Desolation Traverse- Skiing the Crystal Range and more…

Ever since reading Leor Pantilat’s post about his Desolation Seven summits traverse I’ve wanted to the traverse the Crystal Range (Pyramid, Agassiz, Price) and the nearby peaks- and since getting into skimo, I’ve wanted to backcountry ski the route in winter.

With corn season coming together and a good weather window between storms, I was itching for an adventure to close out March. Pat Parsel and I set out on March 26th to backcountry ski the Crystal Range (Pyramid Peak, Mt. Agassiz, Mt. Price), cross over Mosquito Pass, head up to Jack’s and Dick’s Peaks, and then tag Mt. Tallac.

View of the route from Pyramid Peak, looking north
View of the route from Pyramid Peak, looking north

With no idea how long the trip would take, we left the Twin Bridges trailhead at 7:40AM, scrambling up the granite slabs with skis on our backs and sneakers on our feet. Switching to skis where the granite vanished beneath snowfields, we skinned over firm snow to gain the ridgeline of Pyramid Peak which I’d skied in January. With no idea of how big our day would be, we pushed our bodies hard on that long first 4000-foot climb, charging wordlessly upwards without pause as we emerged from the trees and into the grand vistas of Desolation.

skinning up the backcountry to Pyramid Peak
Ascending to Pyramid

We topped out at 9:48- just over two hours after leaving the car! We were ahead of my best hopes for the pace of the trip, and it started feeling more like we could enjoy the traverse rather than worry about being benighted. Relieved, we took a snack break and enjoyed the scenery while I taped blisters on my heels.

The Northeast face of Pyramid Peak is supposed to be one of the finest ski descents in the Tahoe area. Yet we found it to be the worst skiing of the season- 500 feet of steep bone-jarring ice. I had brought a whippet self-arrest pole but hadn’t thought to unsheath the tip for the descent- and was now afraid that in shifting my weight to unsheathe it I might take a long slide, so instead just just held it dumbly as I side-slipped down the 35-degree ice.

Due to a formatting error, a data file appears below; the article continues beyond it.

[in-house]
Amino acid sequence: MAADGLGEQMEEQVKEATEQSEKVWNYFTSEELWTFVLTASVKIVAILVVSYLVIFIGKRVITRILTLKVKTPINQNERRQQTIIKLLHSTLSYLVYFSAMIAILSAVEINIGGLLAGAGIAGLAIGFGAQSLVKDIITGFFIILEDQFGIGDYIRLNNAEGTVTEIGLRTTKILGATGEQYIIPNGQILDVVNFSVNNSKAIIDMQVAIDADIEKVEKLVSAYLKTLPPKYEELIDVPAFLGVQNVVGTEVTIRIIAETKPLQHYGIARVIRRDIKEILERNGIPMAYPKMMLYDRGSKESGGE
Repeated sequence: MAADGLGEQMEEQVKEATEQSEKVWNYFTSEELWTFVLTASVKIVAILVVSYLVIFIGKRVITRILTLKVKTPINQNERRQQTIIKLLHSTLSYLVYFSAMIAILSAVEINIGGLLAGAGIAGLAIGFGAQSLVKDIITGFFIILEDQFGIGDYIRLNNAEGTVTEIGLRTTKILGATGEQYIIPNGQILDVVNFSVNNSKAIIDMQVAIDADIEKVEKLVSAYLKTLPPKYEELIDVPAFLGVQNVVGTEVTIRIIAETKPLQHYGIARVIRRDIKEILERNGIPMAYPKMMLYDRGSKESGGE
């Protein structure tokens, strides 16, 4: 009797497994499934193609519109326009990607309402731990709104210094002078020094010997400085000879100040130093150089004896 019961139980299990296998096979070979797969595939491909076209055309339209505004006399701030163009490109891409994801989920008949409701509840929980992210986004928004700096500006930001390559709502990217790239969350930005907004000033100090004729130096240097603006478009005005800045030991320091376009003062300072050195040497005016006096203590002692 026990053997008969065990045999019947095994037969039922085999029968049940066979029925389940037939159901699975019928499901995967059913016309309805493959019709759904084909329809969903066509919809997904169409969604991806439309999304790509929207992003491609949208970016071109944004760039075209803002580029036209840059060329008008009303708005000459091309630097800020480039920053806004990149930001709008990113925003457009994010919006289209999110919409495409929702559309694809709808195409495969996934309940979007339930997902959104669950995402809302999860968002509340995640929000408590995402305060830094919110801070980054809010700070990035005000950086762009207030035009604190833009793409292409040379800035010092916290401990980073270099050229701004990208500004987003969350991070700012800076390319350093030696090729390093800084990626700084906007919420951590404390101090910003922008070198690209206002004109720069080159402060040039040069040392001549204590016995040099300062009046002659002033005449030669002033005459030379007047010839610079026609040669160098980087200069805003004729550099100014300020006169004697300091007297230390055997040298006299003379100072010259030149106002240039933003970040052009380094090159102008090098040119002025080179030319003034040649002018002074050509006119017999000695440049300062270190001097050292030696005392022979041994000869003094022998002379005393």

The relief that washed over us when we hit the snow was incredible; I laughed in relief while my hands and muscles shook from the adrenaline and tension. But the crux was not over yet- to continue, we needed to find a break in Pyramid’s north ridgeline so that we could descend to the northwest bowl and ski onwards to Mt. Agassiz.

The first chute that we passed was probably skiable, but looked challenging and icy- and after the last descent we didn’t want to risk the shady, crunchy snow below. We continued further north, to where we thought we had spied a good notch from the ridgeline.

Instead of a clear passage, we found a couloir split by a rock wall- a shadowy thin gully to the left, a steep exposed sunny snowfield to the right. Whippet in hand and skis on back, I kicked steps down the gully- adrenaline rising again as I began to feel my steps get shallower and my feet bounce off hard ice. Cursing myself, I slowed down and proceeded carefully, finally walking out the snowfield at the bottom with relief. I dropped my skis and ran back to offer Pat assistance, watching his progress downwards until he too finally got out onto the flat hollow below the couloir.

Boot descent of a couloir to cross over the North Ridge of Pyramid Peak
Our route across the North Ridge

Relieved to have the crux behind us, we clicked into our skis and traversed around the bowl between Pyramid and Agassiz, not turning but instead staying as high as possible, only giving up once we were 2/3 of the way across the bowl and unable to skate or pole ourselves any further. Looking back, we laughed at what we had just come from, relieved that the mileage was finally flowing and still riding the high of the adrenaline.

Skiing up to Mt. Agassiz with Pyramid Peak in the backgdrop